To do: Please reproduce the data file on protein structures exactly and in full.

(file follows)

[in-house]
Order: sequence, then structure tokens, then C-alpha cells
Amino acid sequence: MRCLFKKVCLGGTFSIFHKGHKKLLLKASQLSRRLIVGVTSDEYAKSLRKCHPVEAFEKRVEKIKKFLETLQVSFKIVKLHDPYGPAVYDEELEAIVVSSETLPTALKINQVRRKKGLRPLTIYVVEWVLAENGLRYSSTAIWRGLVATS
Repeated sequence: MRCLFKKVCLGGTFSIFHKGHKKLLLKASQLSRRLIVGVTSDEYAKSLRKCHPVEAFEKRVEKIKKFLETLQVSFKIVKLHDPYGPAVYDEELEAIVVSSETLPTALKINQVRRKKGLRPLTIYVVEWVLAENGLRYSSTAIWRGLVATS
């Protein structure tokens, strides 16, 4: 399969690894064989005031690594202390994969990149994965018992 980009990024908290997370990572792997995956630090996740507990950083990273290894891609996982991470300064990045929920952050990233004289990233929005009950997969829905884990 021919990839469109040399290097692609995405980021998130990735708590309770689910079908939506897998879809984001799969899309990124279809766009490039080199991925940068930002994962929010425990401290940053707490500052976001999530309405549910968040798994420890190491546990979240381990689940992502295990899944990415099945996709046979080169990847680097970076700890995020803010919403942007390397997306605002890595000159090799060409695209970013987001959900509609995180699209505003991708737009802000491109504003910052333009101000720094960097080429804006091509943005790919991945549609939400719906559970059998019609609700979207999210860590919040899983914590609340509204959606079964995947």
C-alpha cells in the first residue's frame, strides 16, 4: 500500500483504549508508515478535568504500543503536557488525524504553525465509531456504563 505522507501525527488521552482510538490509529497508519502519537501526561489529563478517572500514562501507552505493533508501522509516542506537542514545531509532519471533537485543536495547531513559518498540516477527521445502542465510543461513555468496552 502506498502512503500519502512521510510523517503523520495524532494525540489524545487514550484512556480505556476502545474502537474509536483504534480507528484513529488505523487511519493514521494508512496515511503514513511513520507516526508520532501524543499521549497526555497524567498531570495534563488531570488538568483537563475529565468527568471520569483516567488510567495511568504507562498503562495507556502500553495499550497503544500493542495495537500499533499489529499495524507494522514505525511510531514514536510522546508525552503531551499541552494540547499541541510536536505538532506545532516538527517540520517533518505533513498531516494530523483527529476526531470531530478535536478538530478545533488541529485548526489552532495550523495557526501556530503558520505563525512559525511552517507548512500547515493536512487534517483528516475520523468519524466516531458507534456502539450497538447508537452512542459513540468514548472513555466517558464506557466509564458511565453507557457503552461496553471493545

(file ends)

[in-house]
Order: sequence, then structure tokens, then C-alpha cells
Amino acid sequence: MRCLFKKVCLGGTFSIFHKGHKKLLLKASQLSRRLIVGVTSDEYAKSLRKCHPVEAFEKRVEKIKKFLETLQVSFKIVKLHDPYGPAVYDEELEAIVVSSETLPTALKINQVRRKKGLRPLTIYVVEWVLAENGLRYSSTAIWRGLVATS
Repeated sequence: MRCLFKKVCLGGTFSIFHKGHKKLLLKASQLSRRLIVGVTSDEYAKSLRKCHPVEAFEKRVEKIKKFLETLQVSFKIVKLHDPYGPAVYDEELEAIVVSSETLPTALKINQVRRKKGLRPLTIYVVEWVLAENGLRYSSTAIWRGLVATS
């Protein structure tokens, strides 16, 4: 399969690894064989005031690594202390994969990149994965018992 980009990024908290997370990572792997995956630090996740507990950083990273290894891609996982991470300064990045929920952050990233004289990233929005009950997969829905884990 021919990839469109040399290097692609995405980021998130990735708590309770689910079908939506897998879809984001799969899309990124279809766009490039080199991925940068930002994962929010425990401290940053707490500052976001999530309405549910968040798994420890190491546990979240381990689940992502295990899944990415099945996709046979080169990847680097970076700890995020803010919403942007390397997306605002890595000159090799060409695209970013987001959900509609995180699209505003991708737009802000491109504003910052333009101000720094960097080429804006091509943005790919991945549609939400719906559970059998019609609700979207999210860590919040899983914590609340509204959606079964995947």
C-alpha cells in the first residue's frame, strides 16, 4: 500500500483504549508508515478535568504500543503536557488525524504553525465509531456504563 505522507501525527488521552482510538490509529497508519502519537501526561489529563478517572500514562501507552505493533508501522509516542506537542514545531509532519471533537485543536495547531513559518498540516477527521445502542465510543461513555468496552 502506498502512503500519502512521510510523517503523520495524532494525540489524545487514550484512556480505556476502545474502537474509536483504534480507528484513529488505523487511519493514521494508512496515511503514513511513520507516526508520532501524543499521549497526555497524567498531570495534563488531570488538568483537563475529565468527568471520569483516567488510567495511568504507562498503562495507556502500553495499550497503544500493542495495537500499533499489529499495524507494522514505525511510531514514536510522546508525552503531551499541552494540547499541541510536536505538532506545532516538527517540520517533518505533513498531516494530523483527529476526531470531530478535536478538530478545533488541529485548526489552532495550523495557526501556530503558520505563525512559525511552517507548512500547515493536512487534517483528516475520523468519524466516531458507534456502539450497538447508537452512542459513540468514548472513555466517558464506557466509564458511565453507557457503552461496553471493545